predispositions to lactic acidosis with metformin taking overdose, using with contraindications, hypoxic conditions (COPD, cardiac decline), alcoholism or binges, hepatic dysfunction, DKA, taking drugs for CHF, local or systemic tissue hypoxia
metformin contraindications creatinine >1.5 (1.4 female), abnormal renal function, liver disease, taking CHF meds,
metformin positive side effects weight loss, decreased LDL and tryglycerides, poss decrease MI risk
metformin side effects metallic taste, lactic acidosis, decreased vitamin B12 (without anemia reported), GI (bloating, nausea, cramping, fullness, diarrhea 30%)
what helps decrease GI metformin effects usually self limiting 1-2 weeks.slow titration. take with meals.
when to temp hold metformin before IV contrast dye and until creatinine back to normal (hospital 48h), situations predisposing acute renal dysfunction or tissue hypoperfusion (acute MI, acute CHF exacerbation, major surgery)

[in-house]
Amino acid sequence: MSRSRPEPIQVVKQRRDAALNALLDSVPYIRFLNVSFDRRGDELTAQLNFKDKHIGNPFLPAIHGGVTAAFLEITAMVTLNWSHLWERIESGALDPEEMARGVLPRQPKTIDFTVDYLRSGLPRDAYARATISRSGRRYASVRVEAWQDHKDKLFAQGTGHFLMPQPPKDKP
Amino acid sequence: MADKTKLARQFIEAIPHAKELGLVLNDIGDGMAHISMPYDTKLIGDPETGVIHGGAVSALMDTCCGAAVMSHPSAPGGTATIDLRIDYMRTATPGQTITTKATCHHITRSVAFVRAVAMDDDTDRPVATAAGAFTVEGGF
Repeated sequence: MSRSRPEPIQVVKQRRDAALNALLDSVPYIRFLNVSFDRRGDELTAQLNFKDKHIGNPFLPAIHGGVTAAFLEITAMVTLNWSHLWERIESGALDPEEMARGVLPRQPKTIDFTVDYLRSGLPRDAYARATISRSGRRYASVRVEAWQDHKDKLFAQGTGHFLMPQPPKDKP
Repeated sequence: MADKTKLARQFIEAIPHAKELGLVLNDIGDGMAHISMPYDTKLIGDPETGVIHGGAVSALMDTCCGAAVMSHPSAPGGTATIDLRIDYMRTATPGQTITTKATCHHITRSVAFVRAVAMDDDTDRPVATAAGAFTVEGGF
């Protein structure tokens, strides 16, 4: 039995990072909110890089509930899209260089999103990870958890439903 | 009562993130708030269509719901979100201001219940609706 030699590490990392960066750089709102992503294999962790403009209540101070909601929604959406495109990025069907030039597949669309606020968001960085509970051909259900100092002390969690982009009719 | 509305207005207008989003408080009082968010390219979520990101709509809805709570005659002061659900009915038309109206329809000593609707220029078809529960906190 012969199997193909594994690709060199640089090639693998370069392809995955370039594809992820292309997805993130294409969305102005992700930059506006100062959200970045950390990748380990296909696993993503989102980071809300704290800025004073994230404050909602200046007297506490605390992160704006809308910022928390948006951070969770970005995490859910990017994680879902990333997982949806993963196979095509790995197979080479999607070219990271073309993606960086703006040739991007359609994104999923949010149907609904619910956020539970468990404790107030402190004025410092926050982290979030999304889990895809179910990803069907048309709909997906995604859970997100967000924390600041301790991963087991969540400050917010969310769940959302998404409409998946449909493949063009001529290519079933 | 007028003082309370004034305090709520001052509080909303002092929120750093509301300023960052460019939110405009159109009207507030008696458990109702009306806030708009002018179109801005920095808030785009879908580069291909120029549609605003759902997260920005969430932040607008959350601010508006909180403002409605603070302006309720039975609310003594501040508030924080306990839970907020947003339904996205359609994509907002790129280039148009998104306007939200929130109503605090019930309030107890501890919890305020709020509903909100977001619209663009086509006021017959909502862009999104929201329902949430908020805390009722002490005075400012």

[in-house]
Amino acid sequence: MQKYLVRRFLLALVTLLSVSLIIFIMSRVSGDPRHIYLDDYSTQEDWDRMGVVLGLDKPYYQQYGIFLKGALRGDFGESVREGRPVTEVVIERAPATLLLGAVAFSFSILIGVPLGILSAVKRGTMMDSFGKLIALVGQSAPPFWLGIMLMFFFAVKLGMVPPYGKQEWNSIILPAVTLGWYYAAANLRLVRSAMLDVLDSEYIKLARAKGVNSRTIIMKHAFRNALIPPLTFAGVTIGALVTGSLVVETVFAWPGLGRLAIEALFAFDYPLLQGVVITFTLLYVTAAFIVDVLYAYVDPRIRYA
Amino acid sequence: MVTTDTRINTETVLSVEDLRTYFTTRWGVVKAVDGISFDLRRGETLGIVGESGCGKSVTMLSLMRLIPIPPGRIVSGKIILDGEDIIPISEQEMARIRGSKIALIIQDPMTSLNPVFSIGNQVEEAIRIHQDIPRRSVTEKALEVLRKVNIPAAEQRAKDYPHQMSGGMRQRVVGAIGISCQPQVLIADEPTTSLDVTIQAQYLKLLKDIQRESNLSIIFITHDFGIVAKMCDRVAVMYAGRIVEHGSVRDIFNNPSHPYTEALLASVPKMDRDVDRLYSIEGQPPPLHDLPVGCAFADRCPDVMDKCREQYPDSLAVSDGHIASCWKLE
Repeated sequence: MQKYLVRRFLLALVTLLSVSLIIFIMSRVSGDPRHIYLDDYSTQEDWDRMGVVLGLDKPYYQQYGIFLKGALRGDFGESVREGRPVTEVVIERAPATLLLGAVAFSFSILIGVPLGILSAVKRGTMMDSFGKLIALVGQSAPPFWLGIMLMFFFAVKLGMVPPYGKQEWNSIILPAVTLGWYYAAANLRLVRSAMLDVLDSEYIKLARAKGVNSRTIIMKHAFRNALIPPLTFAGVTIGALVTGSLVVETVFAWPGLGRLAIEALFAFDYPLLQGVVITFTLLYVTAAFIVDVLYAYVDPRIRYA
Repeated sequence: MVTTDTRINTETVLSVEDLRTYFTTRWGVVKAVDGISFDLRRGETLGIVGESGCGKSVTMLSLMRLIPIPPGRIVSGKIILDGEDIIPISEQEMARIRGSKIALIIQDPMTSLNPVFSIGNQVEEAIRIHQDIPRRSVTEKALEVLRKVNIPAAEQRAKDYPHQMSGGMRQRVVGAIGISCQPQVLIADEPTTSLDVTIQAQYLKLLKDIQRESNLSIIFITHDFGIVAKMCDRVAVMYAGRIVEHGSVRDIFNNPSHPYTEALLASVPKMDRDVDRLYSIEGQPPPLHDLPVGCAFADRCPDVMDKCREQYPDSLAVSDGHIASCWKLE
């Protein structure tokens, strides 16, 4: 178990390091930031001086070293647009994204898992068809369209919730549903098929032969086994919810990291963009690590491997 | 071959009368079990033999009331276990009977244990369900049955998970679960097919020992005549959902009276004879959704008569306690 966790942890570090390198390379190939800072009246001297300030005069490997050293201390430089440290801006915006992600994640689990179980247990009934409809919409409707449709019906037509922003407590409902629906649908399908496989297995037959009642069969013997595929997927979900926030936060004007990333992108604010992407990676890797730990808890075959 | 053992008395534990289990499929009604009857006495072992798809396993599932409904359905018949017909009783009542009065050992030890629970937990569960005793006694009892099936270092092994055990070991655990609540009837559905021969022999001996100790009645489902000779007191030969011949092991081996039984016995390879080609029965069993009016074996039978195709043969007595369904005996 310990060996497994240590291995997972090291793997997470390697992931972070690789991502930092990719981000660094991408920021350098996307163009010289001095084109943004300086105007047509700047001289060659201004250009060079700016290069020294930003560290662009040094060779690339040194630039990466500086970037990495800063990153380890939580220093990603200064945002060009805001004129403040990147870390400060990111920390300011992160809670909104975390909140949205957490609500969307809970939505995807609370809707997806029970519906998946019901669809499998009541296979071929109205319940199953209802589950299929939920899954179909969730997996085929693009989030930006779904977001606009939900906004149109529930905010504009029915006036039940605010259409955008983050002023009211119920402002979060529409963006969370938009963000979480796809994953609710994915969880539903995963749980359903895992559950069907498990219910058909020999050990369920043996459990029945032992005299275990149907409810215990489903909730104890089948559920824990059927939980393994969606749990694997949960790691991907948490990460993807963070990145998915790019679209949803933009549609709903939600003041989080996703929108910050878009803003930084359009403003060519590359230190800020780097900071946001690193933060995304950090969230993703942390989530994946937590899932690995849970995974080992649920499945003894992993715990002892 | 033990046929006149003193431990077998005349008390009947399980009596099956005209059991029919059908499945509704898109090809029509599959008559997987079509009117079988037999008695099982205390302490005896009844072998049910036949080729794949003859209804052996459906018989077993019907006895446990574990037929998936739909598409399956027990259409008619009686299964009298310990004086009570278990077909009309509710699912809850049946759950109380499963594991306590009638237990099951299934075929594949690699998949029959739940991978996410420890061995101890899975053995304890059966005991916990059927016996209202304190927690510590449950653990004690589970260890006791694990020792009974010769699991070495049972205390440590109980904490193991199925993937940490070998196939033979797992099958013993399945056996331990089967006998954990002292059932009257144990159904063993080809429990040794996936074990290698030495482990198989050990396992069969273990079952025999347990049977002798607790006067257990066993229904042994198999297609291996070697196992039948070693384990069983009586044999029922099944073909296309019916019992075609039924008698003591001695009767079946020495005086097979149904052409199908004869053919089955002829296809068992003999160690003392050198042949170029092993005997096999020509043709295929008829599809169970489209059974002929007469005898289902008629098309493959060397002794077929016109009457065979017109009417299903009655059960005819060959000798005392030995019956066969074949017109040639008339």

older people and metformin if >80 first do 24 hour creatinine clearance; GFR baseline and periodically
alpha glucosidase inhibitor drugs acarbose (Precose), miglitol (Glyset)
alpha glucosidase inhibitors action inhibits enzymes in brush border of small intestine & pancreatic alpha-amylase --> slows carb absorption in gut so decreased carb-mediated postprandial BG. Get all nutrients just takes longer. In colon, broken down by bacteria. helps postP more than FBG
side effects of alpha glucosidase inhibitors decreased CV risk, minimal systemic absorption so good safety profile; GI (mostly at start, self-limiting, diarrhea, abd pain, flatulance 80%, increased liver enzymes (AST, ALT at doses 200-300mg/day)
alpha glucosidase inhibitors contraindications DKA, IBS, ulcers, obstructive bowel disorders, chronic intestine disorders, partial or predispose to intestine obstruction, cirrhosis, increased liver enzymes, not recc if creatinine >2 or Crt. Clearance <25ml/min